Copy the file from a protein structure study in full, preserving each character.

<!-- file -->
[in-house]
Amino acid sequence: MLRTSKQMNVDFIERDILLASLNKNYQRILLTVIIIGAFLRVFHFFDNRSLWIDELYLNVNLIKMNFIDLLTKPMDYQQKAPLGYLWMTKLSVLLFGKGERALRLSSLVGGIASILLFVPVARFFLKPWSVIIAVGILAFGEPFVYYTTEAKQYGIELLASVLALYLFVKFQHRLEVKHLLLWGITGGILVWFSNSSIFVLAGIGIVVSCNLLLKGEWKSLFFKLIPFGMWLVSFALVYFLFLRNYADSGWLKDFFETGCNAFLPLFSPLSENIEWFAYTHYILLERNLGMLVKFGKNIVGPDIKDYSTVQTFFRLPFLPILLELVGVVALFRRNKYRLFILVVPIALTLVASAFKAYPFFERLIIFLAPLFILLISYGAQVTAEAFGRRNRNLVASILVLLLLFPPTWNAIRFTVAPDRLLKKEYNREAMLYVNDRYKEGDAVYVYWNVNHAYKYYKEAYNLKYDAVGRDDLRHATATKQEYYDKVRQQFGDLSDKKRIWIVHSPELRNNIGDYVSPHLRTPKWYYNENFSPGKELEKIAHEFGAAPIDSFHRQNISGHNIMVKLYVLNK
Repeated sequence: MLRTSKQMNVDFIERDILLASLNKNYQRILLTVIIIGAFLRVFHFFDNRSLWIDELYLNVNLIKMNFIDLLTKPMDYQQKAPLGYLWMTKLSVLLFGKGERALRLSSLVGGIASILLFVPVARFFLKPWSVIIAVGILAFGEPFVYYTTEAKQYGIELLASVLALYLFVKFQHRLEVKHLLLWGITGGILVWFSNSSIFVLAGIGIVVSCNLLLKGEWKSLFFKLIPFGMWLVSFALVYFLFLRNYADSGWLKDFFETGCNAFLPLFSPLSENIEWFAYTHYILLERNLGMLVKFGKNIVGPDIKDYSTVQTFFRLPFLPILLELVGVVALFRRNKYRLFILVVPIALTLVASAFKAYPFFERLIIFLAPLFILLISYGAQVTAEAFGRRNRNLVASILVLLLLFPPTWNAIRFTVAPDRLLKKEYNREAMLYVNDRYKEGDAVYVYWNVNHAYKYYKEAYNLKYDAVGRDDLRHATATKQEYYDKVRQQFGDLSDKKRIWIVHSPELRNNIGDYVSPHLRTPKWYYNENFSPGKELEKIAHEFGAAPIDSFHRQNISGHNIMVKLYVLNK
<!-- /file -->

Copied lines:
[in-house]
Amino acid sequence: MLRTSKQMNVDFIERDILLASLNKNYQRILLTVIIIGAFLRVFHFFDNRSLWIDELYLNVNLIKMNFIDLLTKPMDYQQKAPLGYLWMTKLSVLLFGKGERALRLSSLVGGIASILLFVPVARFFLKPWSVIIAVGILAFGEPFVYYTTEAKQYGIELLASVLALYLFVKFQHRLEVKHLLLWGITGGILVWFSNSSIFVLAGIGIVVSCNLLLKGEWKSLFFKLIPFGMWLVSFALVYFLFLRNYADSGWLKDFFETGCNAFLPLFSPLSENIEWFAYTHYILLERNLGMLVKFGKNIVGPDIKDYSTVQTFFRLPFLPILLELVGVVALFRRNKYRLFILVVPIALTLVASAFKAYPFFERLIIFLAPLFILLISYGAQVTAEAFGRRNRNLVASILVLLLLFPPTWNAIRFTVAPDRLLKKEYNREAMLYVNDRYKEGDAVYVYWNVNHAYKYYKEAYNLKYDAVGRDDLRHATATKQEYYDKVRQQFGDLSDKKRIWIVHSPELRNNIGDYVSPHLRTPKWYYNENFSPGKELEKIAHEFGAAPIDSFHRQNISGHNIMVKLYVLNK
Repeated sequence: MLRTSKQMNVDFIERDILLASLNKNYQRILLTVIIIGAFLRVFHFFDNRSLWIDELYLNVNLIKMNFIDLLTKPMDYQQKAPLGYLWMTKLSVLLFGKGERALRLSSLVGGIASILLFVPVARFFLKPWSVIIAVGILAFGEPFVYYTTEAKQYGIELLASVLALYLFVKFQHRLEVKHLLLWGITGGILVWFSNSSIFVLAGIGIVVSCNLLLKGEWKSLFFKLIPFGMWLVSFALVYFLFLRNYADSGWLKDFFETGCNAFLPLFSPLSENIEWFAYTHYILLERNLGMLVKFGKNIVGPDIKDYSTVQTFFRLPFLPILLELVGVVALFRRNKYRLFILVVPIALTLVASAFKAYPFFERLIIFLAPLFILLISYGAQVTAEAFGRRNRNLVASILVLLLLFPPTWNAIRFTVAPDRLLKKEYNREAMLYVNDRYKEGDAVYVYWNVNHAYKYYKEAYNLKYDAVGRDDLRHATATKQEYYDKVRQQFGDLSDKKRIWIVHSPELRNNIGDYVSPHLRTPKWYYNENFSPGKELEKIAHEFGAAPIDSFHRQNISGHNIMVKLYVLNK